Urban Texas: Politics and Development
The major cities of Texas have developed through a complex web of politics, society, and economics. To describe and explain the state's urban evolution, the contributors to Urban Texas use comparative and multidisciplinary perspectives that explore the relationships among interest groups and voting; religion, reform, gender, and race; civic clubs and suburbs; infrastructure and land development. Texas' cities have experienced boom and expansion, bust and depression. They have also been marked by inequity and disadvantage. Today's cities face not only the limits of a period of economic downturn, but also the inheritance of a history of bias and public-sector inactivity. The story of such forces, challenges the myths that surround Texas' explosive growth and probes the staggering costs that growth has entailed.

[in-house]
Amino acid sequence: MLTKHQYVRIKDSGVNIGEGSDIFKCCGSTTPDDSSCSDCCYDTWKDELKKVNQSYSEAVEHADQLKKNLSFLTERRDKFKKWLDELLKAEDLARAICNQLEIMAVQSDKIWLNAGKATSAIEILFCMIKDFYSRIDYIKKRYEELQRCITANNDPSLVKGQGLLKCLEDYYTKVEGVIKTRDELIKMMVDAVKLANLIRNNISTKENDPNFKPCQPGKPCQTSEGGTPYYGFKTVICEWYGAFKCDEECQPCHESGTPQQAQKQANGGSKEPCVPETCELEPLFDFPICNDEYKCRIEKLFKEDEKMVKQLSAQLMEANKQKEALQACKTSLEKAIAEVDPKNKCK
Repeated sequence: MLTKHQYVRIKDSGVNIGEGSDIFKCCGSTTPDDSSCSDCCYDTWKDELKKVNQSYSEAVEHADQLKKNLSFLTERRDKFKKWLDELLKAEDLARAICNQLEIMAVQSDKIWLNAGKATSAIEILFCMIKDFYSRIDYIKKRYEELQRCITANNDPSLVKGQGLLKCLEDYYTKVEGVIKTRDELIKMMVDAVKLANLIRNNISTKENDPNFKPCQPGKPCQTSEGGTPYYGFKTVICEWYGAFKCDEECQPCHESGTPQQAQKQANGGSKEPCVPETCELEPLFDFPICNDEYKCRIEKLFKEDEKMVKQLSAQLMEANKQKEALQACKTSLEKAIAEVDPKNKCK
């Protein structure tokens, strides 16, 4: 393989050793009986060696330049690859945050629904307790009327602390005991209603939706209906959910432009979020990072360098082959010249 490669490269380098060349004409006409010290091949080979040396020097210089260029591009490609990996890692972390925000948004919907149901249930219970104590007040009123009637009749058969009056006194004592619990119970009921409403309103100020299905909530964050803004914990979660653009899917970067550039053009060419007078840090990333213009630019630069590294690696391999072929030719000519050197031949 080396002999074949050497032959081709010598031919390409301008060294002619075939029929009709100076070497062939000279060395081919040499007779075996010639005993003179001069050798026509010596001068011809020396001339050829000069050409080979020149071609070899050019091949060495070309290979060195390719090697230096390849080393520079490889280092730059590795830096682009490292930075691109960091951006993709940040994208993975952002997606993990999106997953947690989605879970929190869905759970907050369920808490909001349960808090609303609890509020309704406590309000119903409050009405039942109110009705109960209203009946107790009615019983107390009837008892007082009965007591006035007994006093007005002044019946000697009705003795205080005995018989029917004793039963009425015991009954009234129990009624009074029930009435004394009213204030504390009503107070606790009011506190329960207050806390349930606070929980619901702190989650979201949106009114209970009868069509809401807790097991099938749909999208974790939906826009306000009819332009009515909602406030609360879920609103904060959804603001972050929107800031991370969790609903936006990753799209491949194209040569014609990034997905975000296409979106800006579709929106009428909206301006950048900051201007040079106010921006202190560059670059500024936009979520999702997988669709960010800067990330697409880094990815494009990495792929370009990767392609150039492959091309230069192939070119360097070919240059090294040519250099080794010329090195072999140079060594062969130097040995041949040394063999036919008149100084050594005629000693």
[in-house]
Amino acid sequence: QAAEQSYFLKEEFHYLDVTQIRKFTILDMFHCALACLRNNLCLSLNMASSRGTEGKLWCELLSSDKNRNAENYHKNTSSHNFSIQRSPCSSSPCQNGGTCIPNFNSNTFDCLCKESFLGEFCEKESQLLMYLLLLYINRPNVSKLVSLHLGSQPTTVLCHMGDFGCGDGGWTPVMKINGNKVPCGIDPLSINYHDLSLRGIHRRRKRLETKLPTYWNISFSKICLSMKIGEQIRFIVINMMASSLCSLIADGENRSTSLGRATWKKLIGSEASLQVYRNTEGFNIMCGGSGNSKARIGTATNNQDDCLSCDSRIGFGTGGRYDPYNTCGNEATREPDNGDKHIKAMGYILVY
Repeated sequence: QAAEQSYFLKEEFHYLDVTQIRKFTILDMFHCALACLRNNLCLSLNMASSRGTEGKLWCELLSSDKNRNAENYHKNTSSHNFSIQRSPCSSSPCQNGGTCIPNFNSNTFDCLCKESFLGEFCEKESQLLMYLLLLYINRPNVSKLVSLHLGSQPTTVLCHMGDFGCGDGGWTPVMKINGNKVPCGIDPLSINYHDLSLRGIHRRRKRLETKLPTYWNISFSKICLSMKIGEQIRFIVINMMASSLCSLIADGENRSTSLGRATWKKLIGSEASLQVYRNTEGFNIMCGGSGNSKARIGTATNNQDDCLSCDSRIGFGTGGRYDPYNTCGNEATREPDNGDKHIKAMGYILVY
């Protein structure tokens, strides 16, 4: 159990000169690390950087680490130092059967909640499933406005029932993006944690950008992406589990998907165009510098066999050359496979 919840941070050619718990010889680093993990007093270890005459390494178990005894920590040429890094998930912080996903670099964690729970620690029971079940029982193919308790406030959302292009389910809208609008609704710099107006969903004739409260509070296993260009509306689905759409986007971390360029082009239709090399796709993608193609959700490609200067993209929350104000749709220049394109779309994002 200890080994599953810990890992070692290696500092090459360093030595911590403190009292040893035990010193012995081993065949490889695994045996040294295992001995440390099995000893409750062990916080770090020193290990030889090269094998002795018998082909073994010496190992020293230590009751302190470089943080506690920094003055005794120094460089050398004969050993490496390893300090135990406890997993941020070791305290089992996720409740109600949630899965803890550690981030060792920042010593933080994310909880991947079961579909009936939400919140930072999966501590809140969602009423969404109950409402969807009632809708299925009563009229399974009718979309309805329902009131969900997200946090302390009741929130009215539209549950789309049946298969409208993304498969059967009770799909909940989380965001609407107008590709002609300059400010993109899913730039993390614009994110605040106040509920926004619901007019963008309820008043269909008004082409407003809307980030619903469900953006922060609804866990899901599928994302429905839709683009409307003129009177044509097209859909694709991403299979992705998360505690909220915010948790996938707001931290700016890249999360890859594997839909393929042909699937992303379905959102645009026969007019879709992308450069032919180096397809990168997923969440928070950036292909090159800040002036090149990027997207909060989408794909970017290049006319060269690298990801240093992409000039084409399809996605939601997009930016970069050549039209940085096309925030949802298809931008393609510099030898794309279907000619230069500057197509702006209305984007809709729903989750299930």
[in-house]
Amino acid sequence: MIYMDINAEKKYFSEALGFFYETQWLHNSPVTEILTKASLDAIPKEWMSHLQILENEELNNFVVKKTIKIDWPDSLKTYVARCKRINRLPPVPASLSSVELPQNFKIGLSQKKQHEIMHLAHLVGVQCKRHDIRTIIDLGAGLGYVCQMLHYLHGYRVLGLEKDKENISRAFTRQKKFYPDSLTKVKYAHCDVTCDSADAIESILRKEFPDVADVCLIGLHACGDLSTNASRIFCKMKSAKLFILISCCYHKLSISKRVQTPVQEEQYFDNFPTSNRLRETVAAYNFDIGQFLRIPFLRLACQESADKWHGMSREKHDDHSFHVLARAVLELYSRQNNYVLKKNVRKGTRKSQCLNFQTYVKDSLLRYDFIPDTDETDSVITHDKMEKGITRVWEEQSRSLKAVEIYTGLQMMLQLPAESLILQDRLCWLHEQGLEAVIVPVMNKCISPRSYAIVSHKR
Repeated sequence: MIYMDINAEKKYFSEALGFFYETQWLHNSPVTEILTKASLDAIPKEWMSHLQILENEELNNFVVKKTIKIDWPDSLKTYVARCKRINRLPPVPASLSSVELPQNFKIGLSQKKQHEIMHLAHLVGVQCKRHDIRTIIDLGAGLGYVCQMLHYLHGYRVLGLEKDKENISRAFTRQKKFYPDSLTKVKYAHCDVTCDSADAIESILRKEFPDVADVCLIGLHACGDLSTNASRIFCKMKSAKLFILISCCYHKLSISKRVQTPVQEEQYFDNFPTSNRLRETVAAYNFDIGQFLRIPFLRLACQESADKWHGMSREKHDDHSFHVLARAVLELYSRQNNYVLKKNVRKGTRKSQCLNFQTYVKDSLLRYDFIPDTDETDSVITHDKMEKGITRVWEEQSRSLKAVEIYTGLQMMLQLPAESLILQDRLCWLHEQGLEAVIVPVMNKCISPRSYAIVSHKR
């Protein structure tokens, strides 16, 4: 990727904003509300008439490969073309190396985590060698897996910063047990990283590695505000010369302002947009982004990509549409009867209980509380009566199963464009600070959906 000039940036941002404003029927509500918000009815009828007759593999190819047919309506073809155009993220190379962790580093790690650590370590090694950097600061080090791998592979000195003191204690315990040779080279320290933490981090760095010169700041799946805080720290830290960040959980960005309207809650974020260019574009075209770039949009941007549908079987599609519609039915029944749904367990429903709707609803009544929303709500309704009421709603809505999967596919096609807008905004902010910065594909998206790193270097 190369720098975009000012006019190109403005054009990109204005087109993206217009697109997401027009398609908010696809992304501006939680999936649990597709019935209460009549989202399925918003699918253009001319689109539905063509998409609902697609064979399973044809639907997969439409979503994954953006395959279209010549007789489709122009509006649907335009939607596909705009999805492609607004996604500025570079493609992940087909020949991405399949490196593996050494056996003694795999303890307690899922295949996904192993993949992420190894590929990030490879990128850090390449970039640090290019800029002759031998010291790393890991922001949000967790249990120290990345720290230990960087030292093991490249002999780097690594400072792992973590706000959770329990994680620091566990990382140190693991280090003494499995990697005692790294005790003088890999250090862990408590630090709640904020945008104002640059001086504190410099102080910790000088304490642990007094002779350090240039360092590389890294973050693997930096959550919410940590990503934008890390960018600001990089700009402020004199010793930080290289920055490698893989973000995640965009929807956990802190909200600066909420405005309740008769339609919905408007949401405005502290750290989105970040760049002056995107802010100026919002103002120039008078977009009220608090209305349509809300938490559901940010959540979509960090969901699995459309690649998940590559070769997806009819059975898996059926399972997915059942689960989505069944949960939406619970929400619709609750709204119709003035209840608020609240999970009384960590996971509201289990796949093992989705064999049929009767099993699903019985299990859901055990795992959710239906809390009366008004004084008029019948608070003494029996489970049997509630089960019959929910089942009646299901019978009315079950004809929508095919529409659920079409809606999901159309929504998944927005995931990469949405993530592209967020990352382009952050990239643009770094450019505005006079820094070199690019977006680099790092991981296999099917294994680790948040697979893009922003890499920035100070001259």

Char Miller is associate professor of history at Trinity University, San Antonio, where he specializes in nineteenth-and-twentieth century U.S. social and cultural history. He is the author or editor of three other books and numerous scholarly articles.Heywood T. Sanders is associate professor of urban studies at Trinity University. He has published widely on topics in urban politics and policy.
Texas A&M University Press
College Station, TX
Texas, History, Urbanization, Metropolitan areas, Real estate development, Capitalists and financiers, Urban policy
Economics | History | Political Science | Public Affairs, Public Policy and Public Administration | Sociology | Urban Studies
Miller, Char and Heywood T. Sanders, eds. Urban Texas: Politics and Development. College Station: Texas A&M University Press, 2000.